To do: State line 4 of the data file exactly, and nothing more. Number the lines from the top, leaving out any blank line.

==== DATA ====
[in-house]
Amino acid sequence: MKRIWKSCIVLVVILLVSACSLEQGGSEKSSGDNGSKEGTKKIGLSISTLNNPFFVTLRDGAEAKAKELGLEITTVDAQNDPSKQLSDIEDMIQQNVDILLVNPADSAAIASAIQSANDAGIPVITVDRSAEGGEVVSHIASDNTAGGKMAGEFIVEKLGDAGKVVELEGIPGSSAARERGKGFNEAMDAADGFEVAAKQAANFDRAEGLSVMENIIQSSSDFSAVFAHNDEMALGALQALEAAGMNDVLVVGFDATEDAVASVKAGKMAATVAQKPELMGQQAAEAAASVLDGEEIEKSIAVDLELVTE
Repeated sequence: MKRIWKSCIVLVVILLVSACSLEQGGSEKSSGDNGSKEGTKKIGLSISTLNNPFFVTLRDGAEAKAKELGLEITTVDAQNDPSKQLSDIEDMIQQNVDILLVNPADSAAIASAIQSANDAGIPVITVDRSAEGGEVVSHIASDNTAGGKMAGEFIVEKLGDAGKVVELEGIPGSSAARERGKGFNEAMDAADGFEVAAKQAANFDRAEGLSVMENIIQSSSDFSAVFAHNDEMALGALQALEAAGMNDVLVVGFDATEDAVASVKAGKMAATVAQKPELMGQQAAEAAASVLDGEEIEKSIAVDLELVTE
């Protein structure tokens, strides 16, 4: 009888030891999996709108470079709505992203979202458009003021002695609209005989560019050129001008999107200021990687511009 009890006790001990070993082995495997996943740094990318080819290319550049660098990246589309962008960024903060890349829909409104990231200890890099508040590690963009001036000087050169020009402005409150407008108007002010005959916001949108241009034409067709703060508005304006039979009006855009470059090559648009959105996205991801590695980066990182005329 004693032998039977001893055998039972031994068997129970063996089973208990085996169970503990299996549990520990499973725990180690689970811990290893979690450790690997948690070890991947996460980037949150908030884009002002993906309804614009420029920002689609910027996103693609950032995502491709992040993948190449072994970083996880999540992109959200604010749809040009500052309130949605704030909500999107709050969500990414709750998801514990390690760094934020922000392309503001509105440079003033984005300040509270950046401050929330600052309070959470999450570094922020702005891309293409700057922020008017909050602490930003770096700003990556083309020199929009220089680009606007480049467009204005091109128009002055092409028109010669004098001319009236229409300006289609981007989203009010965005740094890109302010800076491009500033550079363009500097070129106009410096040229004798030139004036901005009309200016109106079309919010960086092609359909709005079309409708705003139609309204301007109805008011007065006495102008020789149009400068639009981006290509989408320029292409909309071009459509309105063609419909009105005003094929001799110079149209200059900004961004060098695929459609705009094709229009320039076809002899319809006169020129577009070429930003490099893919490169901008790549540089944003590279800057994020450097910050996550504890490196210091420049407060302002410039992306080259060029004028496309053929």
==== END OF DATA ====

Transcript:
């Protein structure tokens, strides 16, 4: 009888030891999996709108470079709505992203979202458009003021002695609209005989560019050129001008999107200021990687511009 009890006790001990070993082995495997996943740094990318080819290319550049660098990246589309962008960024903060890349829909409104990231200890890099508040590690963009001036000087050169020009402005409150407008108007002010005959916001949108241009034409067709703060508005304006039979009006855009470059090559648009959105996205991801590695980066990182005329 004693032998039977001893055998039972031994068997129970063996089973208990085996169970503990299996549990520990499973725990180690689970811990290893979690450790690997948690070890991947996460980037949150908030884009002002993906309804614009420029920002689609910027996103693609950032995502491709992040993948190449072994970083996880999540992109959200604010749809040009500052309130949605704030909500999107709050969500990414709750998801514990390690760094934020922000392309503001509105440079003033984005300040509270950046401050929330600052309070959470999450570094922020702005891309293409700057922020008017909050602490930003770096700003990556083309020199929009220089680009606007480049467009204005091109128009002055092409028109010669004098001319009236229409300006289609981007989203009010965005740094890109302010800076491009500033550079363009500097070129106009410096040229004798030139004036901005009309200016109106079309919010960086092609359909709005079309409708705003139609309204301007109805008011007065006495102008020789149009400068639009981006290509989408320029292409909309071009459509309105063609419909009105005003094929001799110079149209200059900004961004060098695929459609705009094709229009320039076809002899319809006169020129577009070429930003490099893919490169901008790549540089944003590279800057994020450097910050996550504890490196210091420049407060302002410039992306080259060029004028496309053929």